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Risky Bitcoin Dealings and How to Avoid Them

Risky Bitcoin Dealings and How to Avoid Them

Bitcoin is an amazing tool both for executing new types of commerce that were, various reasons, impossible before or completing the existing types of transactions in a superior fashion. Bitcoin affords flexibility, security, and anonymity and is powerful in the hands of users with the proper understanding of how it works and how to use it. 

An unfortunate side effect of bitcoin's simplicity is that it can be easy for the uninitiated to fall into traps set by nefarious users. Bitcoin is anonymous, so in many transactions there is little recourse in the case of a scam. The general path for one who has fallen prey to this type of activity is to get a vindictive community to crowdsource 'doxing' of the wrongdoer. The goal of a dox attack is to uncover the identity of the target and either force them to make good on the transaction in question or bring some sort of equitable harm to him/her. Depending on how careful the perpetrator has been, the goal of successfully uncovering his/her personal details falls somewhere between difficult and impossible. Obviously, the vigilantism of doxing comes with significant downsides and makes the bitcoin economy a bit of a 'wild west.'

The key to avoiding these sorts of interaction is to use common sense in your transactions, limiting your exposure to bad actors. 

First of all, be skeptical of everyone you deal with. A common mistake is to trust the validity of websites with subjective measures of their 'legitimacy' such as a professional design, the appearance of a high volume of business or even a history of successful transactions. A famous example, Mt. Gox, illustrates all of these points. Mt. Gox had a slick website with functional code and huge amounts of data verifying the highest volume of transactions in the BTC exchange industry. They even had public identities of key figures and a registered business that could be found legally liable for problems. Even so, Mt. Gox users are struggling to recoup pieces of their assets that were tied up in the site when bit coins suddenly went missing. The point is, trust no one and protect your bitcoins.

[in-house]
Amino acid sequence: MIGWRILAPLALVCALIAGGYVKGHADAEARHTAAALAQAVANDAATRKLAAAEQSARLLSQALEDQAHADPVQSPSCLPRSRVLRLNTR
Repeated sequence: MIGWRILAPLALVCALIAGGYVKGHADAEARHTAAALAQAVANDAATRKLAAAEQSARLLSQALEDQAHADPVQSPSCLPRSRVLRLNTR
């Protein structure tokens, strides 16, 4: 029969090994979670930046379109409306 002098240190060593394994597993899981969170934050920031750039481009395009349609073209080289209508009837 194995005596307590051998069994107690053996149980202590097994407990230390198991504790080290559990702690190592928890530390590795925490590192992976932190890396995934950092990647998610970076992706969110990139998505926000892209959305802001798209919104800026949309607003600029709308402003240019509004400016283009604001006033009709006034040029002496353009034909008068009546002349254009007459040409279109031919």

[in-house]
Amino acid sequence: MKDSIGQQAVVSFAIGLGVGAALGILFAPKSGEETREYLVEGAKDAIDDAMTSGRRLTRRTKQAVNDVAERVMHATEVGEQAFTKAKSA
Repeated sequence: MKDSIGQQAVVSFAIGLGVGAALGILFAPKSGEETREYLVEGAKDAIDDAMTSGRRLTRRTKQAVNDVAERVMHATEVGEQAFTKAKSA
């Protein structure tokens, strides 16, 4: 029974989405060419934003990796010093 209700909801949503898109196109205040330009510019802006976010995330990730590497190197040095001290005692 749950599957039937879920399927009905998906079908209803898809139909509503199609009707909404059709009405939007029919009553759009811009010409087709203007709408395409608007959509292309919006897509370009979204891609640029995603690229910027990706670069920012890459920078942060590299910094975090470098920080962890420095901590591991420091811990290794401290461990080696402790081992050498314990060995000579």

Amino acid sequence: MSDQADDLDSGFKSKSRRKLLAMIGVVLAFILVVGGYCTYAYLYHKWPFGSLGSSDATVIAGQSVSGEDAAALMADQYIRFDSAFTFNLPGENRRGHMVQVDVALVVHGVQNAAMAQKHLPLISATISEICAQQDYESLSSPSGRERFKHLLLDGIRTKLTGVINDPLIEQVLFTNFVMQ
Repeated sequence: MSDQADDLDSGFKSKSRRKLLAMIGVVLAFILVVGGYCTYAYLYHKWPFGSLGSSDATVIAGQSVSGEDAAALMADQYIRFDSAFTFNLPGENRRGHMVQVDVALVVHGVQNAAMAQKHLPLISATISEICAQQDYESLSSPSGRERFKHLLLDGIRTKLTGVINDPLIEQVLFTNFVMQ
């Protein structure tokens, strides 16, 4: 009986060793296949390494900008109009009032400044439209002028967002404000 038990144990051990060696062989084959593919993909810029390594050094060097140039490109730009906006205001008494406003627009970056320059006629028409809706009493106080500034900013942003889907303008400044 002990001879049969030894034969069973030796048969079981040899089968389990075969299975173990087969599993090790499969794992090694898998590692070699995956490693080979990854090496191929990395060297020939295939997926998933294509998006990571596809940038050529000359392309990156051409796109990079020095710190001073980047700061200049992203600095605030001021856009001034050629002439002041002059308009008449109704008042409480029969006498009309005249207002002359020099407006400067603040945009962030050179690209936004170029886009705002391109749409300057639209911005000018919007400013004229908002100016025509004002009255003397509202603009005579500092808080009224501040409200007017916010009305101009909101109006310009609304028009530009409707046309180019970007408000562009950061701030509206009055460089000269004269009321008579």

A great way to protect yourself from risk is the use of an escrow service. An escrow is an unbiased third party that holds a prepayment for the goods or services until the buyer has signaled that they have received them. At that time, the escrow provider releases the payment to the seller. The escrow needs to be trusted by both parties and is generally a member of a community that has verified a lengthy history of successful transactions with a variety of bitcoin users. It is important to remember that even using an escrow does not fully protect you from counterpart risk, as your coins can still be absconded with by the provider. However, a good rule of thumb is to never trust someone with more coins than they have been entrusted with at one time in the past. This will mean that they have at least withstood that level of temptation once in the past.

The bottom line is to be aware that the bitcoin economy works differently than fiat economies and that digital transactions with little accountability require a bit more trepidation than you might be used to. The good news is that the economy and community are constantly growing stronger and that if you keep your wits about you, you will enjoy the greater flexibility and power of cryptocurrency.

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